The fallout of the Privileges Committee’s report into Boris Johnson could engulf the Tory party in factionalism.

When Jeremy Corbyn was defeated in a second general election in 2019, his departure as Labour leader seemed foreseeable. But what was not necessarily predicted was the subequent infighting that ensued.

Factionalism has continued to disrupt the new leadership, as Corbyn’s allies have tried to undermine Sir Keir Starmer at every turn.

At a time when unity was vital, Corbyn’s cabal showed little interest in it. Even now, the former Labour leader’s loyalists appear determined to fight his corner.

But that is not to say that Corbyn and his allies have been left in peace, without provocation. The decision to remove the party whip, therefore casting him aside as an Independent MP, was a measured strategy for the new leadership to distance itself from the old – and so too was the decision to block him standing as a Labour MP in the constituency he has served for 40 years.

Whether for better or worse, the Labour leadership’s move to attempt to estrange Corbyn seems only to have enflamed factionalism within the party – from the ‘Corbynites’ to the ‘Starmtroopers’, and from the left to the right of the party.

The Privileges Committee’s verdict on Boris Johnson’s charges could lead the Conservatives down the path of conflict too – and Rishi Sunak could be in danger of lighting the match that sparks the flame of factionalism within his Government.

If he too were to take an aggressive stance towards the previous leadership, Sunak threatens provoking Johnson’s allies. This could prove fatal to his premiership.

Although Johnson has resigned his seat, some might say it is remiss to believe his influence within the party is now too little to stir up trouble for the Prime Minister.

Allies have already hinted at a political comeback at the next General Election and commentators are being to speculate.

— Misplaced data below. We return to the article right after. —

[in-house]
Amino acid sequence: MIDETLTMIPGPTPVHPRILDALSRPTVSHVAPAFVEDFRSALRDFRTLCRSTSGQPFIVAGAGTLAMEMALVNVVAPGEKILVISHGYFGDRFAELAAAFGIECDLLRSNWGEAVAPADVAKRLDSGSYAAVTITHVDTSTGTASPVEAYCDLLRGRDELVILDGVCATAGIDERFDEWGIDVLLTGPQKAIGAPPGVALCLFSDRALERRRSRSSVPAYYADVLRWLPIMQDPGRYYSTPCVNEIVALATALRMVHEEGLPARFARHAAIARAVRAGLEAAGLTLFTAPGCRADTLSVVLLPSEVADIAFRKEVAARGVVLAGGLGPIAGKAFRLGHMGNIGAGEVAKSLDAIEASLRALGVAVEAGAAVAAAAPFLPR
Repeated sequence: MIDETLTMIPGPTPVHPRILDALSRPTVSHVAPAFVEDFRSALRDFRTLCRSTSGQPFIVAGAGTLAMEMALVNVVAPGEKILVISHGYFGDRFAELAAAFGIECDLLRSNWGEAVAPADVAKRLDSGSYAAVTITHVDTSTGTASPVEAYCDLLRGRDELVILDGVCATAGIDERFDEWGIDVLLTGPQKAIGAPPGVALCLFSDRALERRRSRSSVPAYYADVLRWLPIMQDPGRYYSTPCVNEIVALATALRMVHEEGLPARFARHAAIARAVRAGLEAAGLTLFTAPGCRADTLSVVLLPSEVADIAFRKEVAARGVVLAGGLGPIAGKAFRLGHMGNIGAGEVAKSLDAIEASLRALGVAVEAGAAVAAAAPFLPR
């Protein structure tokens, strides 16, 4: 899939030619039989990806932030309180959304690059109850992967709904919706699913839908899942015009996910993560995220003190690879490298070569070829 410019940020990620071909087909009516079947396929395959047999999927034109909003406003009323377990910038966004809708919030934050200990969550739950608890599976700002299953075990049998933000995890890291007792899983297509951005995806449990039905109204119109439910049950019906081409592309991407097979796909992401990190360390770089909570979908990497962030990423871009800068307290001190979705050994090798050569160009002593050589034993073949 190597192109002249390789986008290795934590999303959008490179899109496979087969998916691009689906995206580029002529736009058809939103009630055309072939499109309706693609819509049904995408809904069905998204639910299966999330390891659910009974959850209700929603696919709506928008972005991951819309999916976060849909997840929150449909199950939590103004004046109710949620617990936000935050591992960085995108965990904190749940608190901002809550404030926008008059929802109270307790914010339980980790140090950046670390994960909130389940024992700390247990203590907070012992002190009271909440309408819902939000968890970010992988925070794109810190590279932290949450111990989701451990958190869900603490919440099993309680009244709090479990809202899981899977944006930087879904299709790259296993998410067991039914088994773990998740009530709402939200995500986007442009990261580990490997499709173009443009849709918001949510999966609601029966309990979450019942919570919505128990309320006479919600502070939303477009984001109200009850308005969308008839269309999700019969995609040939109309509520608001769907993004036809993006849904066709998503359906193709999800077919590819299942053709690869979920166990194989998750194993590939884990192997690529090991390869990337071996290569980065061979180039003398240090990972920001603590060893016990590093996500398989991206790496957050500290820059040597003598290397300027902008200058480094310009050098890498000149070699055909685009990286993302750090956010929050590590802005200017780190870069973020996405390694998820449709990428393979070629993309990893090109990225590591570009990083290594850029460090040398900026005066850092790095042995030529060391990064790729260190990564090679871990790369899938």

What does seem certain is that Johnson holds sway over the grassroots. Both party members and local councillors have told me of their dismay at the events of last summer. Some Tory members went as far as to say they refuse to vote Conservative until Johnson is reinstated, however unlikely.

In the run-up to this year’s local elections, Conservative voters – some of whom were lifelong – spoke with passionate fury over the events that have unfolded over last 18 months.

The problem Sunak faces now is growing accusations of denying democracy. In the eyes of voters, he is not only to blame for Johnson’s topple, but wasn’t even the party members’ first choice to replace him.

If Tory backbenchers take heed of what their constituents are telling them, they may end up turning on their leader once more, even if only in an attempt to save their own seats. And with four by-elections looming, the results may determine not just Sunak’s future, but those of his MPs.

The Conservatives are facing a crisis – a crisis over ideological direction and party democracy. If the Prime Minister fails to unify his party, factionalism may rule the roost and his leadership may well hang in the balance.

William Hallowell
William Hallowell is a Journalism graduate and freelance reporter.


  1. At 74 yrs of age I have been a staunch Tory voter for 52 of those years, not at present with the current inept PM and cabinet. The only other time I have not voted Tory was 1997 when there was no way I could even hold my nose and enter the Polling Station to vote for Major. Unless there is drastic change in the current leadership and his equally inept Cabinet I will refrain from voting in the next GE too.


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